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Guillaume Dufay

(c. 1400—1474) French composer

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Adam of Fulda

Adam of Fulda  

(c.1445–1505) German composer and theorist.His De musica offers important perspectives on 15th-century music, praising Du Fay and Binchois while complaining about uneducated minstrels. His German ...
Antoine Busnois

Antoine Busnois  

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Music
(b c.1430; d Bruges, 1492).Fr. composer. May have been pupil or colleague of Ockeghem. Was for long in service of Charles the Bold (who became Duke of Burgundy in 1467) and after Charles's death in ...
Binchois

Binchois  

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Music
(b ?Mons, c.1400; d Soignies, 20 Sept. 1460).Burgundian composer. He is first heard of as an organist at the church of Ste Waudru, Mons, in 1419. In 1423 he ...
cantus firmus

cantus firmus  

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Overview Page
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Music
(Lat.).Fixed song. A melody, usually taken from plainsong, used by composers in 14th–17th cents. as the basis of a polyphonic comp. and against which other tunes are set in counterpoint. Also, in ...
contenance angloise

contenance angloise  

Fifteenth-century term describing the ‘English manner’ of musicians such as Dunstable, then adopted by Burgundian composers (Du Fay and Binchois). It is taken as referring to the new (typically ...
counterpoint

counterpoint  

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Music
Made‐up Latin for counterpoint and used by J. S. Bach instead of ‘fugue’ as a heading for the movts. of his Die Kunst der Fuge.
English music

English music  

The Old Hall manuscript, the Trent Codices, and the works of John Dunstaple and Lionel Power all suggest that the early fifteenth century was a period of great activity in ...
faburden

faburden  

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Subject:
Music
A type of improvised polyphony, chiefly in parallel motion, in 6-3 chords with 8-5 chords at the beginnings and ends of phrases, popular in England from the 15th century to ...
Flemish music

Flemish music  

With the sole exception of Sweelinck, the creative musical life of the Netherlands was centred in the southern provinces, where a succession of composers created one of the richest musical ...
formes fixes

formes fixes  

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Subject:
Literature
Fixed patterns of text and tune—strophic with refrain—in courtly and popular French dance-songs (13th–14th centuries), which developed into the principal forms of 14th–15th-century French lyric ...
Gaspar van Weerbeke

Gaspar van Weerbeke  

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Music
(b Oudenaarde, c.1445; d after 1517).Flemish composer. Spent his time in service of ducal chapel in Milan, papal chapel in Rome, and at Burgundian court. Wrote cycles of motets to replace normal ...
Hermann Finck

Hermann Finck  

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Music
(b Pirna, 1527; d Wittenberg, 1558).Ger. organist and composer of motets, etc. Wrote treatise Practica Musica (1556), which deals with plainsong, canons, the modes, and performing practice.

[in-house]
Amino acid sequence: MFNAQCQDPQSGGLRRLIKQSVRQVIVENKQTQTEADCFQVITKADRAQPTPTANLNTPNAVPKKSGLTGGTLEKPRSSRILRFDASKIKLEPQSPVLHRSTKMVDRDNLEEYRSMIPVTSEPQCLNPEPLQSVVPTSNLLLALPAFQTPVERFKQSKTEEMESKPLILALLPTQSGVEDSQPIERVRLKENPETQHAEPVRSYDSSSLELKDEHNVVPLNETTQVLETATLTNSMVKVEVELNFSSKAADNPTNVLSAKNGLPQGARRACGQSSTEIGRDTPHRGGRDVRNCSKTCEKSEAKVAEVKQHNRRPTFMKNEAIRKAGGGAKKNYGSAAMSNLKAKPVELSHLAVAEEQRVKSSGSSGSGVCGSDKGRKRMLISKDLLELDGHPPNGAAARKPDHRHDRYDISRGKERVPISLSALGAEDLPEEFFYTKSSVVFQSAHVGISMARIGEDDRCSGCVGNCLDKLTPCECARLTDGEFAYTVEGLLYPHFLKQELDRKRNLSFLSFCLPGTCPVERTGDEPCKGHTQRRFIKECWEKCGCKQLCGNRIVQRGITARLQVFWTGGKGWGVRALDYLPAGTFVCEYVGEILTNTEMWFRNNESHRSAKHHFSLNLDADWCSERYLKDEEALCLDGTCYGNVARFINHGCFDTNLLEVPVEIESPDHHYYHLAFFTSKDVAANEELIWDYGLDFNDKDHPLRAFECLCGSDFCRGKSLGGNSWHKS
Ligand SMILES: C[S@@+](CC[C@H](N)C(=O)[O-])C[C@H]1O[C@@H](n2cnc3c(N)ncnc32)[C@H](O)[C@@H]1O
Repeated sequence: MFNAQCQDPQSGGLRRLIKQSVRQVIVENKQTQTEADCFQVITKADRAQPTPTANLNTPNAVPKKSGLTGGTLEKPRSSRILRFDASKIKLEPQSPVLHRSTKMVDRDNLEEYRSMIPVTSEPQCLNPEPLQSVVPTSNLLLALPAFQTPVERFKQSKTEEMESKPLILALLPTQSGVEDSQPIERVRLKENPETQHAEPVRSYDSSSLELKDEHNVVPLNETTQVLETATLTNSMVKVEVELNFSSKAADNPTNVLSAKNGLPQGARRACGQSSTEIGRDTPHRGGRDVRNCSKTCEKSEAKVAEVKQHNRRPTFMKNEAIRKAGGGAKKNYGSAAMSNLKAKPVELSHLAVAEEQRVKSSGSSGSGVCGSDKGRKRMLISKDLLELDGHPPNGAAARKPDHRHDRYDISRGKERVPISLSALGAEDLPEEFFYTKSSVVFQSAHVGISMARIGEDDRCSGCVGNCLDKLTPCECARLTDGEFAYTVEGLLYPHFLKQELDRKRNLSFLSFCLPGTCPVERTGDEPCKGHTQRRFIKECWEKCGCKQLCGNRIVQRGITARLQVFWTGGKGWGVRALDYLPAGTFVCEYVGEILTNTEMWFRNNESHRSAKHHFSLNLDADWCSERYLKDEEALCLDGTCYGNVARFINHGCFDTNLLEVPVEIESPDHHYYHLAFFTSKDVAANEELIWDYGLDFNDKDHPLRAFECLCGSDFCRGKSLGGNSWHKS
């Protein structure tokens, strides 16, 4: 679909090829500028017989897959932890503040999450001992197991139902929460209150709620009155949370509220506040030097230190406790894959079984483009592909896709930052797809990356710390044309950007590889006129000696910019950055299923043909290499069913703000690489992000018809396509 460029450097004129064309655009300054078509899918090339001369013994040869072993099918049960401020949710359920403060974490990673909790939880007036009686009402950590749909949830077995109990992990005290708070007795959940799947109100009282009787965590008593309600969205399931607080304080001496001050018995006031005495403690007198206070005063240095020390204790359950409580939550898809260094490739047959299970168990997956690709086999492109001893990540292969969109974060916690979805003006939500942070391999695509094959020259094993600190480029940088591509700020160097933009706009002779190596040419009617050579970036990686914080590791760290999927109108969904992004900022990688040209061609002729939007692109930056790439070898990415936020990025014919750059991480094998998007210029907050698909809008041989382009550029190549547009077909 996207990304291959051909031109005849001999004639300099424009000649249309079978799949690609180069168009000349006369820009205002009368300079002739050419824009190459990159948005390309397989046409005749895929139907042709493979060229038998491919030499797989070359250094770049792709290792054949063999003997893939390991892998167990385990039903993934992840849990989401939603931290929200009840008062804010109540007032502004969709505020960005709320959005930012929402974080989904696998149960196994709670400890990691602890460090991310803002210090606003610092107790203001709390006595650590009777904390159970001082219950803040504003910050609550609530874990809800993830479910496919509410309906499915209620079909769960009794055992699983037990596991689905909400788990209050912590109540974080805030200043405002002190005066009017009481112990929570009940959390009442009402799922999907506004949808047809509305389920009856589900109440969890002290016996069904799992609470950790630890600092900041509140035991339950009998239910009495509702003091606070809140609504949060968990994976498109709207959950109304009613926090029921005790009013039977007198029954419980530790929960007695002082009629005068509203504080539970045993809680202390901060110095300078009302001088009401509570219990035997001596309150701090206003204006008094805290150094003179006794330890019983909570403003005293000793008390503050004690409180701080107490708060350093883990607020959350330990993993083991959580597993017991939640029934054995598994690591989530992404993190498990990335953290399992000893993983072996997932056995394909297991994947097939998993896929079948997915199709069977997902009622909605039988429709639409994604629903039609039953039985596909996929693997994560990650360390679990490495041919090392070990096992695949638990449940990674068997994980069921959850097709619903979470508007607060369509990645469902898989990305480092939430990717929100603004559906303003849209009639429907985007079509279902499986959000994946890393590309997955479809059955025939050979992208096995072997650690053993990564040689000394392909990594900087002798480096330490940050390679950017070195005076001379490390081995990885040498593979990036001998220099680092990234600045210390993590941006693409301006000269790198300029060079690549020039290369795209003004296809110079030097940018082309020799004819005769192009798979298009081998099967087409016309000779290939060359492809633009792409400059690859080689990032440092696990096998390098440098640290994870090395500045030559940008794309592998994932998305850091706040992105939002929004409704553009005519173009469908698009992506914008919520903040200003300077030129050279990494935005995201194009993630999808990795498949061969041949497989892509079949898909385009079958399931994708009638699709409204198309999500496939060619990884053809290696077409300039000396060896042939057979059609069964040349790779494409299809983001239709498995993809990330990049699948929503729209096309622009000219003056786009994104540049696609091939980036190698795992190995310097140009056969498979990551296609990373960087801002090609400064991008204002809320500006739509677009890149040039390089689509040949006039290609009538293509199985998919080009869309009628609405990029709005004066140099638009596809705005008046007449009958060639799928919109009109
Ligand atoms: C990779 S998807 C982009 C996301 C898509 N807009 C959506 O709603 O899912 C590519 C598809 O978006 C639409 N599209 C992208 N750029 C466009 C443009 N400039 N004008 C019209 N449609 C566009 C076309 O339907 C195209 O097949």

Italian music

Italian music  

After the flowering of Italian polyphony in the ars nova, the focus of attention switched to northern Europe until Dufay, Obrecht, Josquin Desprès, and Heinrich Isaac moved south. Italian secular ...
Johannes Ockeghem

Johannes Ockeghem  

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Music
(b c.1410; d ?Tours, 1497).Fr.‐Flemish composer. In 1443 was singer in Notre Dame, Antwerp, and was member of chapel of Duke of Bourbon at Moulins, nr. Dijon, 1446–8. About 7 years later was at Fr. ...
John Dunstaple

John Dunstaple  

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Music
(bc.1390; d24 Dec. 1453).English composer. His biography is obscure. According to his epitaph (which firmly establishes the date of his death), he was respected in his lifetime as an ...
Josquin Desprès

Josquin Desprès  

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Music
(b ?Picardy, c.1440; d Condé‐sur‐l'Escaut, Hainaut, 1521).Fr.‐Flemish composer. Possibly a pupil of Ockeghem. From c. 1459 to 1504 was in It., first as singer in Milan Cath. and employee of Sforza ...
Kyrie

Kyrie  

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Subject:
Religion
A short repeated invocation (in Greek or in translation) used in many Christian liturgies, especially at the beginning of the Eucharist or as a response in a litany. The word comes from Greek Kuriē ...
L' Homme Armé

L' Homme Armé  

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Music
Old Fr. folk‐song used by Du Fay, Palestrina, and more than 20 other composers in 15th, 16th, and 17th cents. as a cantus firmus in their Masses, which then became known by this title. Maxwell ...
Magnificat

Magnificat  

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Music
A canticle used in Christian liturgy, especially at vespers and evensong, the text being the hymn of the Virgin Mary (Luke 1:46–55). The literal meaning of Magnificat in Latin is ‘magnifies’, and the ...
mass

mass  

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Overview Page
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Music
The Christian Eucharist or Holy Communion, especially in the Roman Catholic Church. Mass was also formerly used for the feast day or festival of a specified saint; this usage now survives only as a ...

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